By Morgan Bryce
In only a week’s time, three homes are being built in areas of the Beauregard community hardest hit by the March 3 tornadoes thanks to the efforts of volunteers and aid from two local “community-first” organizations.
The project is a collaborative effort of the Chattahoochee Fuller Center Project and East Alabama Medical Center’s Cornerstone Foundation, marking the second occasion the two organizations have come together to provide shelter for those in need.
“Our focus area is here in Lannett, Valley and West Point, and where we worked with the foundation previously. But, after seeing and hearing of the damage in the Beauregard community, we knew we had to go down there and do something to help,” said CFCP Executive Director Kim Roberts.
Last Saturday, the organizations brought together local volunteers and athletes from Auburn University and the University of Alabama to construct the walls of the homes on Saturday at Providence Baptist Church. The walls were later moved to the sites on Lee roads 36 and 166 where the homes are being built.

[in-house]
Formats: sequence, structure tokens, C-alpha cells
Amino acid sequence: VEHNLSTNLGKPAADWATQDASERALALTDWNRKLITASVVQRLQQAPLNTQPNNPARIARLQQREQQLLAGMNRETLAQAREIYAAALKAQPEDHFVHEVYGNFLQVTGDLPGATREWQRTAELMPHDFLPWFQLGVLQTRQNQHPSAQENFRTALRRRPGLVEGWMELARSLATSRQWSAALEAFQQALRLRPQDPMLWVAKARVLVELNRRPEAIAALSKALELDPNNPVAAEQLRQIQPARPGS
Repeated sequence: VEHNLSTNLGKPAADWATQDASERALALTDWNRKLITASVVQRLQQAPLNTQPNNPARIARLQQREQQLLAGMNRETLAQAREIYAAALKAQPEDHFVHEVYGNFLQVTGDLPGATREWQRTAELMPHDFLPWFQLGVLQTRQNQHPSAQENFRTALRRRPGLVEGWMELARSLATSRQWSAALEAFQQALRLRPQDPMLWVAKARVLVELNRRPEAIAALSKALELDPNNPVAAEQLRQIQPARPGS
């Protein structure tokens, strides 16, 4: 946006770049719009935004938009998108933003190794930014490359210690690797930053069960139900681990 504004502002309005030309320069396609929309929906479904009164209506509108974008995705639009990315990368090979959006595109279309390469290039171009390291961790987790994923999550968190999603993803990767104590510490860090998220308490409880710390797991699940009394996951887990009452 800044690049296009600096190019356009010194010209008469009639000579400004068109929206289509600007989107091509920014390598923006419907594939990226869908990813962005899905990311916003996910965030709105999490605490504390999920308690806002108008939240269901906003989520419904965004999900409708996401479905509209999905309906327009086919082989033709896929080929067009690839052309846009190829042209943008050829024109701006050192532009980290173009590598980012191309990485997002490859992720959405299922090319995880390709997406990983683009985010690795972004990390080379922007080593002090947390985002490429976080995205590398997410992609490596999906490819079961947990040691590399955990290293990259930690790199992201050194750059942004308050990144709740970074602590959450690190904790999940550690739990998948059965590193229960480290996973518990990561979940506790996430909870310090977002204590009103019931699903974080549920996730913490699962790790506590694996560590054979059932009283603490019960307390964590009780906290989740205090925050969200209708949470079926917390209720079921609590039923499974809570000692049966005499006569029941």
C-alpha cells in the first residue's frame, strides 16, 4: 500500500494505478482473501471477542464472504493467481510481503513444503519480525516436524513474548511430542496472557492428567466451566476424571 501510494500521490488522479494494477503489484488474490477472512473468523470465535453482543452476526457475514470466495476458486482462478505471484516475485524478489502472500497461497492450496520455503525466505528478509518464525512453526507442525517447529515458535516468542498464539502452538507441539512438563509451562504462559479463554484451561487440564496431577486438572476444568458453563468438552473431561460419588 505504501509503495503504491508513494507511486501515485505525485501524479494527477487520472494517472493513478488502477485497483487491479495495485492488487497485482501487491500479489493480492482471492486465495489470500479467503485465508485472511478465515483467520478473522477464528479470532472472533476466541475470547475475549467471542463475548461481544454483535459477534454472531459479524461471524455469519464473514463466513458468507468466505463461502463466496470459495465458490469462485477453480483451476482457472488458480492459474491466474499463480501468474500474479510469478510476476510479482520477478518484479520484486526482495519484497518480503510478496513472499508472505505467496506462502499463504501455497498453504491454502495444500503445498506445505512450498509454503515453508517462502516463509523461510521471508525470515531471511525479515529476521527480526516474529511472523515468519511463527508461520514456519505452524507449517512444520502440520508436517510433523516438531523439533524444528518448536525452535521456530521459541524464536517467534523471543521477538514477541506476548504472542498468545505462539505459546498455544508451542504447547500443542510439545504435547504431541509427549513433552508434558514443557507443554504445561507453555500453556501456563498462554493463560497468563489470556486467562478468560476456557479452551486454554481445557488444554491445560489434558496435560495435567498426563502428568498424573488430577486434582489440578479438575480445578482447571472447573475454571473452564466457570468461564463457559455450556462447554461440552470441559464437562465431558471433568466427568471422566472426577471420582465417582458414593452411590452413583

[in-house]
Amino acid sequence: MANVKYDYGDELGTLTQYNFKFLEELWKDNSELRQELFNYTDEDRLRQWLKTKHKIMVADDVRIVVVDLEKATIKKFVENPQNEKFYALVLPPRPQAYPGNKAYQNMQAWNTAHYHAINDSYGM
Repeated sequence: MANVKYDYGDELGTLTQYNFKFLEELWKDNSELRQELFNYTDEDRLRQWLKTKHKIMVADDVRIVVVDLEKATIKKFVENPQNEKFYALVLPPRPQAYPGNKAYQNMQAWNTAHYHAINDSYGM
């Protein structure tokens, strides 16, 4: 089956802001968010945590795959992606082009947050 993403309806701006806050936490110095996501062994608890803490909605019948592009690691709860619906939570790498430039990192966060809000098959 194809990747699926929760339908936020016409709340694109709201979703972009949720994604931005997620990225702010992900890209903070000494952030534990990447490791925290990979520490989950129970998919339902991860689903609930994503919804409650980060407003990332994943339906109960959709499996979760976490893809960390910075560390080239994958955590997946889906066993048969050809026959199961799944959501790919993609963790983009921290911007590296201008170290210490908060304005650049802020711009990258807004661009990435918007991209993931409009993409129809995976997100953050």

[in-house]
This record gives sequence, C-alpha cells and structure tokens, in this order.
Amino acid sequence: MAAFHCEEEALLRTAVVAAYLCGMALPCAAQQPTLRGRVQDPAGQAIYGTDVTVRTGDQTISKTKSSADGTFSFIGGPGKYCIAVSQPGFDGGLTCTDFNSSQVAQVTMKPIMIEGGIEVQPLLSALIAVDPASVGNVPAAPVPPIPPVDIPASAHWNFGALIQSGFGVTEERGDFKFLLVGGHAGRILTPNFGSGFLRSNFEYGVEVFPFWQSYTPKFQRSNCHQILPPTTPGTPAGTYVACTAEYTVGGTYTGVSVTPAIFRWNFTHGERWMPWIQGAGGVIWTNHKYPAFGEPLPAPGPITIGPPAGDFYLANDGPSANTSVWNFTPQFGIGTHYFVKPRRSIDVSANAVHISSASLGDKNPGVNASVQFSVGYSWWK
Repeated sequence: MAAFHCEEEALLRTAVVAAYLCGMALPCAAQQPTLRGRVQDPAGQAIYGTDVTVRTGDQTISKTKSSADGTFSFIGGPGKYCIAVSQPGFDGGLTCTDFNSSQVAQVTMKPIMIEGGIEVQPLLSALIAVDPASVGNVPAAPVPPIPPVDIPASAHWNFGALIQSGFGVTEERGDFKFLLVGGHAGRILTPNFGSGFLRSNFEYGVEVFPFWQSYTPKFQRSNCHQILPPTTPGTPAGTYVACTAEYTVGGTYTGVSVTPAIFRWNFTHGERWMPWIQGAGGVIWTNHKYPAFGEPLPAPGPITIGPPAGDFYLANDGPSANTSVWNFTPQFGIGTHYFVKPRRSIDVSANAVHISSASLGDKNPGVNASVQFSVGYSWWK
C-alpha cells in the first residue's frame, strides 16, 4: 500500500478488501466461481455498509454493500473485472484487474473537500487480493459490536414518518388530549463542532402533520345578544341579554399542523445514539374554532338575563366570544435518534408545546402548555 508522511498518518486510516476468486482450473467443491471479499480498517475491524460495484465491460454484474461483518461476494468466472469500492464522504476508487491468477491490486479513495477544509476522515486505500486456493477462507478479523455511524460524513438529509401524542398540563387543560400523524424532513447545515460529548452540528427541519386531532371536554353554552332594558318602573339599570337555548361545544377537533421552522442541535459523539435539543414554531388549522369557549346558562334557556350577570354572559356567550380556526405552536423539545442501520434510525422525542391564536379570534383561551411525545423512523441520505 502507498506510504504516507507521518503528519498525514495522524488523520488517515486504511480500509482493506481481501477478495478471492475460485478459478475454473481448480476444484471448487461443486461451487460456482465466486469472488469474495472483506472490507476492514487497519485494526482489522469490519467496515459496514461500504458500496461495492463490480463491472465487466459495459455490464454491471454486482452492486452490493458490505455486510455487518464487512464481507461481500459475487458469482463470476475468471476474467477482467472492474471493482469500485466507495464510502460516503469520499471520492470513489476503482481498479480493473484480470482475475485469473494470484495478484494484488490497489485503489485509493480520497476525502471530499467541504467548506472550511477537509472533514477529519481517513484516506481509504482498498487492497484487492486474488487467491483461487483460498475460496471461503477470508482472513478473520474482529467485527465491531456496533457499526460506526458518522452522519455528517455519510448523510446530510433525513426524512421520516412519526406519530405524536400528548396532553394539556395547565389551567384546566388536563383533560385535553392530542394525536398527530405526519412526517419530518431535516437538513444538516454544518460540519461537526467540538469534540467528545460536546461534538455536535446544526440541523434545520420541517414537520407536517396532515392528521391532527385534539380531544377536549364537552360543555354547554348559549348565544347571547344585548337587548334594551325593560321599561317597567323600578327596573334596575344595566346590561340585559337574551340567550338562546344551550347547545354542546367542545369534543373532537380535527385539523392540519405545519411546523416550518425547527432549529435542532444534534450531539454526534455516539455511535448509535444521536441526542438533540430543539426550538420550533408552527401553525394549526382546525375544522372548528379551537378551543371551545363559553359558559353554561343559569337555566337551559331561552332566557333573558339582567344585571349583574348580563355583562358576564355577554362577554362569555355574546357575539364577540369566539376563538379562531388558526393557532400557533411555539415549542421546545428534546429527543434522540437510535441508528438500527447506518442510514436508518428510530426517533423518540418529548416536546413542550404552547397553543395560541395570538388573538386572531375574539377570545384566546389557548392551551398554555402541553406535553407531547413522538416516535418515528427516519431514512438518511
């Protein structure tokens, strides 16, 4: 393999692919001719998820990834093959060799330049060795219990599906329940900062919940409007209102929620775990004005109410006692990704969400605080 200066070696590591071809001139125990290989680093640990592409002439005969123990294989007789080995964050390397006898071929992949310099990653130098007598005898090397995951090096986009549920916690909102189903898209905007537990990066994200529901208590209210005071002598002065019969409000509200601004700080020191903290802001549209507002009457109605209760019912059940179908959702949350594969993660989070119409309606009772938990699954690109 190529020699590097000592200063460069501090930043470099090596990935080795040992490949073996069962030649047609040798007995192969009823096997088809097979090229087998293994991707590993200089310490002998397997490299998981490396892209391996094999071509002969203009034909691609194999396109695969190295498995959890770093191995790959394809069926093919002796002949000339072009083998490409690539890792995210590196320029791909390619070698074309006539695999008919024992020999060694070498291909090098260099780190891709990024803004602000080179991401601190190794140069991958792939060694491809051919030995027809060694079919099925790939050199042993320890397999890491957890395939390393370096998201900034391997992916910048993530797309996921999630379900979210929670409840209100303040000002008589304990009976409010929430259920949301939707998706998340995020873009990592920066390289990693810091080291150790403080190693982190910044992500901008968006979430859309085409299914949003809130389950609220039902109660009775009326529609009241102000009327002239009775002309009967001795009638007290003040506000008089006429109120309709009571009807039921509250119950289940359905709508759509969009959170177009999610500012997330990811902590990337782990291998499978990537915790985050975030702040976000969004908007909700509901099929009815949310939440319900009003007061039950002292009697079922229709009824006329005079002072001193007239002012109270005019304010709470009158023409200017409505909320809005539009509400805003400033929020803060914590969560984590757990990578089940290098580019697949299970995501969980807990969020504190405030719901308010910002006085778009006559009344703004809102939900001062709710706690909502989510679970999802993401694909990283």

Cornerstone Foundation Manager Lisa Ruffin said each homes her organization is sponsoring will be built for individuals with ties to the hospital, including the brother of EAMC nurse Maggie Robinson, who lost her life during the March 3 storms.
“The foundation was started in 1991 to assist an employee whose home was lost in a fire. And since then, it’s grown to be an organization that goes out into the community to help others,” Ruffin said. “It’s part of our DNA here at EAMC to help each other out in a time of trouble or crises.”
The homes are expected to be completed by this Saturday. Roberts added that they plan to return this fall and construct eight more homes.
For more information on the organizations, visit www.eacmfoundation.org and www.fullercenter.org. Turn to A10 for more photos from Saturday’s event.